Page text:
In a recent article in Ceramic Review Sven Bayer, the “big potter”, a one time student of Michael Cardew, raised the possibility that he was a dinosaur, one of a dying species raised on a romantic notion of reviving and continuing a tradition of hand made pottery for use.
I’m sure there was an element of jokiness, but I was a tiny bit alarmed. Sven has been one of the handful of potters selling at David Mellor, a shop selling hand made kitchen and tableware alongside knives and forks, kettles and saucepans on the high street (OK, so it’s a posh high street off Sloane Square!). There is an online store too. Sven made pots in quantity, fired them in a vast wood-fired kiln which gave them the sort of flashed surfaces that some studio potters would feel warranted a plinth or a glass case and a three figure price tag. Sven asked no more for his work than you’d pay for decently designed factory made ware. Was he really now questioning that ideal?
Around the same time that article appeared I took part in Ceramic Wales at Glyndwr University, and listened to a talk by Alex McErlaine on the future of “Domestic Ware”. For a start Alex thought we should call it “Table Ware” and/or “Kitchen Ware”, to get away from the connotations of everyday drudgery in “domestic”. Preparing and cooking food and presenting it well has nothing in common with vacuuming, dusting or squirting coloured disinfectant into the lavatory.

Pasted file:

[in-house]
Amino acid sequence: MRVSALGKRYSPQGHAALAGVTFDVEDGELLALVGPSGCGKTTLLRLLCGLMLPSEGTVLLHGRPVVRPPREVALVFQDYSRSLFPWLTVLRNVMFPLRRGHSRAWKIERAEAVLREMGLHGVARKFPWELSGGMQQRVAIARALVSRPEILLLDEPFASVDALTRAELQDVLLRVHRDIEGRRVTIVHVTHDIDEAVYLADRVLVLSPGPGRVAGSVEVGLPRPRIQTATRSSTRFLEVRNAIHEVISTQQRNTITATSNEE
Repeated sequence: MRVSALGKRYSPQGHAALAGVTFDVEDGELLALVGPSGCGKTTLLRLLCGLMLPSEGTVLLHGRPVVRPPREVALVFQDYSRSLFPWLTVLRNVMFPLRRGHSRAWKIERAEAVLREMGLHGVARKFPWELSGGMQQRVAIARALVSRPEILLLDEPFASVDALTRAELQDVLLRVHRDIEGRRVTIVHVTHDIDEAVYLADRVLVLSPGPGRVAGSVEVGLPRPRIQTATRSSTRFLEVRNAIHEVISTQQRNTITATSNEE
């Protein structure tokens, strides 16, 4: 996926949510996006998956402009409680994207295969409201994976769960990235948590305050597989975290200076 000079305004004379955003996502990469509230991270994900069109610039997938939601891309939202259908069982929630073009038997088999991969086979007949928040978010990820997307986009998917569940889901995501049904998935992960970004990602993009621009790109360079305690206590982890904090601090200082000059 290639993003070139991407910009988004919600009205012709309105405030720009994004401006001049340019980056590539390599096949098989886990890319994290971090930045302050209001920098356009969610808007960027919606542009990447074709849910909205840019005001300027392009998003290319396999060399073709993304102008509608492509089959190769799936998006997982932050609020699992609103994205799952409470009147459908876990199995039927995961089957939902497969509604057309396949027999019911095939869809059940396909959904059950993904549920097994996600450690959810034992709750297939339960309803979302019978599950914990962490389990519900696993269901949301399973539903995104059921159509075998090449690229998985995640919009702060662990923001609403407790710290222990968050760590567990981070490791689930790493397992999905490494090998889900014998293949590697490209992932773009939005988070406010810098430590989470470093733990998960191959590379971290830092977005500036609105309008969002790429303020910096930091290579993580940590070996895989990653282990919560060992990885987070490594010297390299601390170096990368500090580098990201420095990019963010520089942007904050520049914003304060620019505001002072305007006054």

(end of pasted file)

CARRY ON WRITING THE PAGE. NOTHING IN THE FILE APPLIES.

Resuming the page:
Alex went on to give us a brief history of that branch of pottery in the 20th century and ended, with some optimism, with images of the work of younger potters at work today. I wasn’t entirely convinced that designing prototypes and farming out the making of the pots to the Far East (or Poland, or wherever the best deal could be had) really counted. However I could see that the pots of Fleen Doran and Sabine Nemet were in the “great tradition”, albeit on a smaller, more intimate scale than practiced at Winchcombe (Cardew, then Ray Finch) or at Muchelney (John Leach).
Then, a couple of weeks later, I went to the opening of “Richard Batterham: a Life in Pots” and my spirits soared. Working with a range of forms, established by the late ‘60s, and with only subtle variations and developments of these over the decades Batterham, now eighty, has made a wonderful body of work, entirely around the idea of useful pots. The CAA gallery, where the show was held, was full of beaming potters. Perhaps it was just my imagination that they rejoicing in the confirmation that they were doing something worthwhile. Sven Bayer was there.